IUKA, Miss., October 24, 1863.
. . . I have had a pretty bad cold for the past two days and am delayed here by bad breaks on the Railroad ahead. The Tennessee is also swollen, and I expect all sorts of trouble in getting over, unless boats are sent up the Tennessee. We have had some fighting ahead with the enemy's cavalry, a pretty formidable body sent ahead from Mississippi, the same division that was in my front at Big Black and all of Wheeler's cavalry that escaped from Tennessee; but I can engage their attention and then divert their minds from the road which supplies Rosecrans' army. Grant I suppose now is at Nashville, and will by his presence unite the army more in feeling than it seems hitherto to have been. He is so unpretending and honest that a man must be base who will not yield to him. The only possible danger is that some may claim his successes hitherto have been the result of accident, but there too I hope they will find themselves mistaken. I have telegraphic notice from Memphis that he has assumed command of the Armies of the Cumberland, Ohio and Tennessee, and that I am to command the latter. My desire has always been to have a distinct compact command, as a Corps, but spite of my efforts I am pushed into complicated places that others aspire to and which I wish they had. But with Grant I will undertake anything in reason. . . .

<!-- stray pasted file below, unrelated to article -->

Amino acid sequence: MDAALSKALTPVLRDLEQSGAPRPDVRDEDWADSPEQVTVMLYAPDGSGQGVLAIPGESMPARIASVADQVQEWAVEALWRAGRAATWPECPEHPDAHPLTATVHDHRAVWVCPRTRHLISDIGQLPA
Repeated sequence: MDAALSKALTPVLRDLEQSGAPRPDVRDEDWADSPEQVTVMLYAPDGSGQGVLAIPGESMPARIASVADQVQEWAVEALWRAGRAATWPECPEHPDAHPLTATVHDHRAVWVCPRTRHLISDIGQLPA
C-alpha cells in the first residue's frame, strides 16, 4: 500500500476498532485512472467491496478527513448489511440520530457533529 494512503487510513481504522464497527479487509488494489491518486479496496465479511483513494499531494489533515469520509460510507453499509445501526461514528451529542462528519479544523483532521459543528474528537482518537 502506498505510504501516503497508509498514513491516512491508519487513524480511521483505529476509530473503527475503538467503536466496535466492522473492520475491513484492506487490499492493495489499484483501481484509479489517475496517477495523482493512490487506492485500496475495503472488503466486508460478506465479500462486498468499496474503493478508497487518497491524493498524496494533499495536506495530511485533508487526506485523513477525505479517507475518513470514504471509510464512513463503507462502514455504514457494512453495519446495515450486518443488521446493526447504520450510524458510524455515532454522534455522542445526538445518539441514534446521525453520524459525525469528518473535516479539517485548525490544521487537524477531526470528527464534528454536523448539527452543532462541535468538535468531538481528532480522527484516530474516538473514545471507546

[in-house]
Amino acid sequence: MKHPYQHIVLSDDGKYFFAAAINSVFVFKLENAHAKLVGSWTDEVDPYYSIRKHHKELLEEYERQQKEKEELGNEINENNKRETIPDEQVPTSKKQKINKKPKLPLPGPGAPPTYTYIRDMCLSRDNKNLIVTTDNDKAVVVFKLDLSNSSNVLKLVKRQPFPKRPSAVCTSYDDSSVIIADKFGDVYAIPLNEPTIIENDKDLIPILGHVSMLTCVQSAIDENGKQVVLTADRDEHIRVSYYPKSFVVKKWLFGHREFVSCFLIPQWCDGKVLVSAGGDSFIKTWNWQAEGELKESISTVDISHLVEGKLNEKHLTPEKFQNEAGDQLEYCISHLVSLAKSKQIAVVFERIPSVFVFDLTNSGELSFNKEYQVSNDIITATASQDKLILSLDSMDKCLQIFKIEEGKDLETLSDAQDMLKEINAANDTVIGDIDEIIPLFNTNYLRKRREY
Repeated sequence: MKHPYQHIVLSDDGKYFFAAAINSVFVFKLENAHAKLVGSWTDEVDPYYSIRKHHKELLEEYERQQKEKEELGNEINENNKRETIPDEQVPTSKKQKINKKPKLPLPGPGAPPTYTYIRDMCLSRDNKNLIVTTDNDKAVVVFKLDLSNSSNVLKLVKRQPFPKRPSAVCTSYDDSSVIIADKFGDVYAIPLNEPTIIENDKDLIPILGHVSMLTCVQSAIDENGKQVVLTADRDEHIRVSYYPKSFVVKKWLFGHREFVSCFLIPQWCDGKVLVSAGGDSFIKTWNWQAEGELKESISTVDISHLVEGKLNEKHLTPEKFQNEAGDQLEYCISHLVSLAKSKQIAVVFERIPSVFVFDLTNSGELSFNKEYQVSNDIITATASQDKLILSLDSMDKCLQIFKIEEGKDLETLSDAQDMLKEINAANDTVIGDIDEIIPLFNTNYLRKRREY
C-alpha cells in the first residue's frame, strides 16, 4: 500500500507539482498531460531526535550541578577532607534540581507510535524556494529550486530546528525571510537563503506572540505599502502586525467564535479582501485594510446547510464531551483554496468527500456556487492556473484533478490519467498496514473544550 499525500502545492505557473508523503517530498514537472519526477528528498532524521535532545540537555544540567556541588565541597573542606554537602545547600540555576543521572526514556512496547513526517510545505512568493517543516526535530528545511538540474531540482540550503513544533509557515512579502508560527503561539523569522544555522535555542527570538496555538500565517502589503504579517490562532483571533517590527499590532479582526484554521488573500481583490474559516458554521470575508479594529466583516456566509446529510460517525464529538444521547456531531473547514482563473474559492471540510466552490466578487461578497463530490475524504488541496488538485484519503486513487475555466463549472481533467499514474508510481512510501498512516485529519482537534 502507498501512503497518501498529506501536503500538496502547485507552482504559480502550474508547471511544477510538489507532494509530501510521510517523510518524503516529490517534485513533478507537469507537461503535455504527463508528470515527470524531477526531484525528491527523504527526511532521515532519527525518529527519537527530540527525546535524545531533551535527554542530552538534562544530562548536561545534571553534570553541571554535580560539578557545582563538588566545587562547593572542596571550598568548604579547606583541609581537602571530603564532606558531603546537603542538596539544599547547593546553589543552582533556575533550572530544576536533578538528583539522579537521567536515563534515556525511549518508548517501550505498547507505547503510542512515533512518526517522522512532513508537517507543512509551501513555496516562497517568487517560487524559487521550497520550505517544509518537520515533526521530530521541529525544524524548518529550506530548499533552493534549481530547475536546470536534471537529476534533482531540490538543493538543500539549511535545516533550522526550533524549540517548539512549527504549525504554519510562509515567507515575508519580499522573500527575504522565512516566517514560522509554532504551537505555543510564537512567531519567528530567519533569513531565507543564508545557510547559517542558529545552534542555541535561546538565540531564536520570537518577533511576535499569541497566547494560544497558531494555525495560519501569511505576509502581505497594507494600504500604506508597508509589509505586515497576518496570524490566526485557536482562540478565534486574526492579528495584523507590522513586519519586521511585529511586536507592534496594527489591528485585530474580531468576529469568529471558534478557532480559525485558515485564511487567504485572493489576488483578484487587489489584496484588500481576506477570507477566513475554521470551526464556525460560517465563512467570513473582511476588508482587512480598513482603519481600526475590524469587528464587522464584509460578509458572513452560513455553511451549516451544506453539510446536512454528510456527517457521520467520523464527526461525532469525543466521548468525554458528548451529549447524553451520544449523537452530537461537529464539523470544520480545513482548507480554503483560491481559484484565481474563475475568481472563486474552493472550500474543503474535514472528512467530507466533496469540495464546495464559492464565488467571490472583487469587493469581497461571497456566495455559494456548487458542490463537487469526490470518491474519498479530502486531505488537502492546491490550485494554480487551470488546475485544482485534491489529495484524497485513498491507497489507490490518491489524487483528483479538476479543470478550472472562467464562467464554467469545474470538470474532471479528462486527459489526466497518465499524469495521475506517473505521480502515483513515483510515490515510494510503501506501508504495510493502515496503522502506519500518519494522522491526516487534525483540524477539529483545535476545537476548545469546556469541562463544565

I see your thoughts as mine dwell with poor Willy in his grave. I do not, and you should not, reproach yourself a moment for any neglect of him. He knew and felt every moment of his life our deep, earnest love for him. The day he came on board the Atlantic1 I think I observed that usual suppressed feeling of pride at having secured that gun. I know I joked him about it and think he received it in his usual manner, and yet at that moment he must have felt the seed of that disorder which proved so fatal. He did not know it then, and we could not so quickly detect the symptoms. . . . God knows and he knows that either of us, and hundreds of others, would have died to save him. . . .
1 The boat from Vicksburg to Memphis. See Memoirs, I, 376.
SOURCES: M. A. DeWolfe Howe, Editor, Home Letters of General Sherman, p. 279-80. A full copy of this letter can be found in the William T Sherman Family papers (SHR), University of Notre Dame Archives (UNDA), Notre Dame, IN 46556, Folder CSHR 2/07.